"We have kept the platform under observation. We will file a case against them after getting strong and clear evidence," he said.
What track record shows
On 28 December 2016, the CID arrested Ayrin Islam and her husband Shariful Islam and sent them to jail, following a case filed by the Bangladesh Telecommunication Regulatory Commission.
Apart from ringID, the couple also owns Cloud Tel Limited, an Interconnection Exchange (ICX) operator, and Vision Tel Limited, an International Gateway (IGW) operator. Both work with international and domestic voice calls.
Allegations were raised against them that they ran international calling business through the above companies, but did not pay yearly licence fees, profit share and late fees amounting to over Tk240 crore to the BTRC.
According to the BTRC guidelines, an IGW licensee is obliged to share 51.75% of their annual revenue and an ICX licensee is bound to share 50% of its revenue with the regulatory commission.
But, Ayrin and Shariful did not deposit the money to the BTRC.
At that time, New Nation and Independent, two daily newspapers, reported that the authorities concerned had also seized their Bangladesh passports. But a few months later, both of them secured bail from the High Court. After that Ayrin Islam, CEO of ringID, fled the country using a Canadian passport.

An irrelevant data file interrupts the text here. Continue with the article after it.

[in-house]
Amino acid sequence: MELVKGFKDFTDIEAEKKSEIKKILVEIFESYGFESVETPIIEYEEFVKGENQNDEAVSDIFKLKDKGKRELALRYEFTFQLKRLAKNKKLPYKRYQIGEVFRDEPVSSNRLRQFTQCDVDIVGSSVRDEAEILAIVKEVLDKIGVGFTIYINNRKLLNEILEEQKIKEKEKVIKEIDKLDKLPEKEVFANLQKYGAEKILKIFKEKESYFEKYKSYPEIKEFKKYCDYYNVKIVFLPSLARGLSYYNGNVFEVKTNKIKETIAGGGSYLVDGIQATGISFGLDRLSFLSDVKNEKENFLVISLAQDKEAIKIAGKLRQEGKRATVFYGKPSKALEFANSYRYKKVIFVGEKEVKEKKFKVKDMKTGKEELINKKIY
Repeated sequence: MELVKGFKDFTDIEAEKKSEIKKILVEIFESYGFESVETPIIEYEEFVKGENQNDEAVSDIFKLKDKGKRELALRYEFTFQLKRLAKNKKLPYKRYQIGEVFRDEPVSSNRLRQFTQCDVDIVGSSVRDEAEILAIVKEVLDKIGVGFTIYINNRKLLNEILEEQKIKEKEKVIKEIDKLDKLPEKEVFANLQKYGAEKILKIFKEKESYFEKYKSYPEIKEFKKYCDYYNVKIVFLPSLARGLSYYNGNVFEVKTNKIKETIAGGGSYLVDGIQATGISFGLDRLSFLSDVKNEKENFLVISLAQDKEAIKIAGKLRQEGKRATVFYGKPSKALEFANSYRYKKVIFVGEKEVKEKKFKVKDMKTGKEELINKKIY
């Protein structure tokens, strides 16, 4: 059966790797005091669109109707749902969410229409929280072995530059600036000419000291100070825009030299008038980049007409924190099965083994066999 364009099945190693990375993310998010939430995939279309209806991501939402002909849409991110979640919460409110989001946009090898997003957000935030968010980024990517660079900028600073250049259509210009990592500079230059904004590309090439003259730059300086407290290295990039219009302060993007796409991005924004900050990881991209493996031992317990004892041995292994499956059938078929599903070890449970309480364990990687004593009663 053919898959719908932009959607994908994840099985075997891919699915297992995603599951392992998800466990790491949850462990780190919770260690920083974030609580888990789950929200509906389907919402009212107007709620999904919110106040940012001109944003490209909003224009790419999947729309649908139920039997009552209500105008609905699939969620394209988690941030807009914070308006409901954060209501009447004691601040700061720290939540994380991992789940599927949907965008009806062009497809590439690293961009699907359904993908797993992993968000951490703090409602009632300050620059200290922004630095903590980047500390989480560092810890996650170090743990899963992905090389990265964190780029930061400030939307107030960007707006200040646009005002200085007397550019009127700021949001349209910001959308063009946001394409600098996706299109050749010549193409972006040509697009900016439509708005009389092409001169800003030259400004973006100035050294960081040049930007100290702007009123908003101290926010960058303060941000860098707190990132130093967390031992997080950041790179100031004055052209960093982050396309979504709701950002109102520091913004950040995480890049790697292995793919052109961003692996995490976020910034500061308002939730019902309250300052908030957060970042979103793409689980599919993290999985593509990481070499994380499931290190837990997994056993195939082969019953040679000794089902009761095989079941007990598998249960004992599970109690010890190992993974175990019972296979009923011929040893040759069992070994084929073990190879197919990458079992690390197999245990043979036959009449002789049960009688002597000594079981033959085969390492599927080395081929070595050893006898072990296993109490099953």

Later, Shariful Isalm, managing director of ringID, also ran away from the country to reside in Canada.
At present, BTRC receivable from this couple is Tk183 crore, said sources at the BTRC.
Of the amount, Vision Tel Ltd owes Tk150 crore and Cloud Tel the rest. On 6 July 2015, the telecom regulator cancelled Vision Tel Limited's licence.
Confirming the overdue amount, Engr Md Mesbahuzzaman, director general (Finance, Accounts & Revenue Division) at the BTRC, said, "As per the BTRC Act, we are taking all the necessary actions to recover the dues."